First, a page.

[rrd-users] Re: xff and heartbeat

BAARDA, Don don.baarda at baesystems.com
Wed Sep 27 01:54:18 MEST 2000


You can't get a more authoritative answer than from Tobi himself, I thought
I'd expand a bit on how clever rrd is :-)

> -----Original Message-----
> From:	Tobias Oetiker [SMTP:oetiker at ee.ethz.ch]
> Sent:	Wednesday, September 27, 2000 7:37 AM
> To:	Ehrentraut, Diana
> Cc:	'rrd-users at list.ee.ethz.ch'
> Subject:	[rrd-users] Re: xff and heartbeat
> Today you sent me mail regarding [rrd-users] xff and heartbeat:
> ED> 
> ED> Hi all,
> ED> 
> ED> as a newbie I have some problems in understanding the consolidation
> ED> parameters...
> ED> After reading the tutorial, the manuals and some mails in the
> mailinglist I
> ED> think I understand it more or less. But I would be very greatfull if
> someone
> ED> could verify that.
> ED> 
> ED>    The heartbeat defines the period within which should be an update,
> ED> otherwise there 
> ED>    will be an *UNKNOWN* asumed.
> yes
	RRD gets fed samples at arbitrary times. From these it builds
Primary Data Points (PDPs) at exact times every "step" interval. The PDPs
are then accumulated into RRAs.

	The "heartbeat" defines the maximum acceptable interval between
samples. If the interval between samples is less than "heartbeat", then an
average rate is calculated and applied for that interval. If the interval
between samples is longer than "heartbeat", then that entire interval is
considered "unknown". Note that there are other things that can make a
sample interval "unknown", such as the rate exceeding limits, or even an
"unknown" input sample.

	The known rates during a PDP's "step" interval are used to calculate
an average rate for that PDP. Also, if the total "unknown" time during the
"step" interval exceeds the "heartbeat", the entire PDP is marked as
"unknown". This means that a mixture of known and "unknown" sample time in a
single PDP "step" may or may not add up to enough "unknown" time to exceed
"heartbeat" and hence mark the whole PDP "unknown". So "heartbeat" is not
only the maximum acceptable interval between samples, but also the maximum
acceptable amount of "unknown" time per PDP (obviously this is only
significant if you have "heartbeat" less than "step").

	The "heartbeat" can be short (unusual) or long (typical) relative to
the "step" interval between PDPs. A short "heartbeat" means you require
multiple samples per PDP, and if you don't get them mark the PDP unknown. A
long heartbeat can span multiple "steps", which means it is acceptable to
have multiple PDPs calculated from a single sample. An extreme example of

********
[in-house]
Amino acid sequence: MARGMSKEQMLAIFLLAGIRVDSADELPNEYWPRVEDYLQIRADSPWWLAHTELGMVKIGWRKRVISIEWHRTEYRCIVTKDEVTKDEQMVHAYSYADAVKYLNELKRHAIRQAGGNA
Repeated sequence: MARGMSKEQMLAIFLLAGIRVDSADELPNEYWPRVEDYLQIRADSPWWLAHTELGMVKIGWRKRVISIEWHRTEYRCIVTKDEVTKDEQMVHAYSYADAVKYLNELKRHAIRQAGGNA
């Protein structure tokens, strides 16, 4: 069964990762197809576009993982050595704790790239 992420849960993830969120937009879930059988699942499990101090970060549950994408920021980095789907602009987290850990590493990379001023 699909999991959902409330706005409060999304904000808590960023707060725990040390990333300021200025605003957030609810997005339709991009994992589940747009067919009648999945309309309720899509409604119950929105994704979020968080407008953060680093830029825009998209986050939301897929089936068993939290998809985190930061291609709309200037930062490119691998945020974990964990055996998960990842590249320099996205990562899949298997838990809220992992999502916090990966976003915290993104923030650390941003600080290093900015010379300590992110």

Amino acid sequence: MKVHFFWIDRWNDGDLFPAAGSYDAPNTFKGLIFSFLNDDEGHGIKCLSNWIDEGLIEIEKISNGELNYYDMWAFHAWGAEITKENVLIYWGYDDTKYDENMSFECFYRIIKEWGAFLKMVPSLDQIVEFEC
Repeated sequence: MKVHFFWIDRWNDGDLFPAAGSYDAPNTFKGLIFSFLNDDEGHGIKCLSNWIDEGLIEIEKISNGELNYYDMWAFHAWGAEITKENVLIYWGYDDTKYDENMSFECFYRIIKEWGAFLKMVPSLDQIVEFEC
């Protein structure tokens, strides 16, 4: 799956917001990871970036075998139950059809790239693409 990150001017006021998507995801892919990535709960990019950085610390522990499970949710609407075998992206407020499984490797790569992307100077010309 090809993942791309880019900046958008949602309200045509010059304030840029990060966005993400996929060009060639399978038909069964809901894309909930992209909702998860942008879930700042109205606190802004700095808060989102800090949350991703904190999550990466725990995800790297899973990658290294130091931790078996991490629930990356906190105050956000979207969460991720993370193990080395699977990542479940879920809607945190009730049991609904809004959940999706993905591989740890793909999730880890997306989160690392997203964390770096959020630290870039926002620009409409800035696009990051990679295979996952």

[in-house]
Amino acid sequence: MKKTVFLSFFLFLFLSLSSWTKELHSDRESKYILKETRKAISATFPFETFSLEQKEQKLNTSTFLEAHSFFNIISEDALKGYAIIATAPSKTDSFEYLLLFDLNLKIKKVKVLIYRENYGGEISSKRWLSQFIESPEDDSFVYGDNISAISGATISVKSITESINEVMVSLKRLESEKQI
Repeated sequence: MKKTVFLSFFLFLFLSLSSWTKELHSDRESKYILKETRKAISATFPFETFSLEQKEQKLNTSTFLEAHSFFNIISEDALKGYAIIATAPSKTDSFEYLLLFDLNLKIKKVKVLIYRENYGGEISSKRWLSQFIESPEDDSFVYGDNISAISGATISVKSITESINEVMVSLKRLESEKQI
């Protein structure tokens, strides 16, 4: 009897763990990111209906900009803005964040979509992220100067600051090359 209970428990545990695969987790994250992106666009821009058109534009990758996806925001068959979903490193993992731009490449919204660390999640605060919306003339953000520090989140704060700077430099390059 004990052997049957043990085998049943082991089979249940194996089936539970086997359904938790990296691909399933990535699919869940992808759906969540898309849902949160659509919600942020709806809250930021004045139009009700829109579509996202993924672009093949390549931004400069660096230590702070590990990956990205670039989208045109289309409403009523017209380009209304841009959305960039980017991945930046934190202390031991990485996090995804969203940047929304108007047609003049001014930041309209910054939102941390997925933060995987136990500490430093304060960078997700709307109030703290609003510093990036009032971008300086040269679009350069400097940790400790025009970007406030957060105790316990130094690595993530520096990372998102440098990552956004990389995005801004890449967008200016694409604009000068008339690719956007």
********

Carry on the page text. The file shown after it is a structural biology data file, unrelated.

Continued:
this might be a "step" of 5mins and a "heartbeat" of one day, in which case
a single sample every day will result in all the PDPs for that entire day
period being set to the same average rate.

> ED> So, if I set my heartbeat to a very long period, the xff does almost
> have no
> ED> effect. On the other hand, if I set the heartbeat to a short period
> (e.g.
> ED> the step-size of the RRD) I will have a high probability of getting
> ED> *UNKNOWN* samples. Which I can decrease again setting xff high (e.g.
> ED> xff=0.9).
> note that the heartbeat only applies to the DS update ... until a
> PDP is built from the data ... the xff applies to the PDPs required
> for building one RRA row
	You are right that "xff" has little affect if you have few "unknown"
PDPs, and setting "heartbeat" high is one way of reducing the number of
"unknown" PDPs. However, it is worth remembering that "unknowns" can happen
because of other reasons. When setting "xff", you are deciding how many
"unknown" PDPs are acceptable when accumulating into an RRA, and an
"unknown" really means that rrd has no idea what the rate for the PDP was.
So "xff" is a "garbage threshold" for how much missing input data you can
tolerate when accumulating your data into "course grain", large "steps",

	When setting "heartbeat", you are specifying a requirement on your
samples. Remember that a long "heartbeat" means that you are happy for
multiple PDPs to be estimated from a single sample, which means the
individual PDPs are not really accurate. The nice thing about this though is
that these not-quite-accurate PDPs accumulate accurately. The individual
PDPs are estimated from the average rate over a longer period, hence when
you accumulate these PDPs into a single period, the average rate is correct
for that period. So "heartbeat" is a "garbage threshold" for how much
inaccuracy you can tolerate in your "fine grain", small "steps", RRAs.


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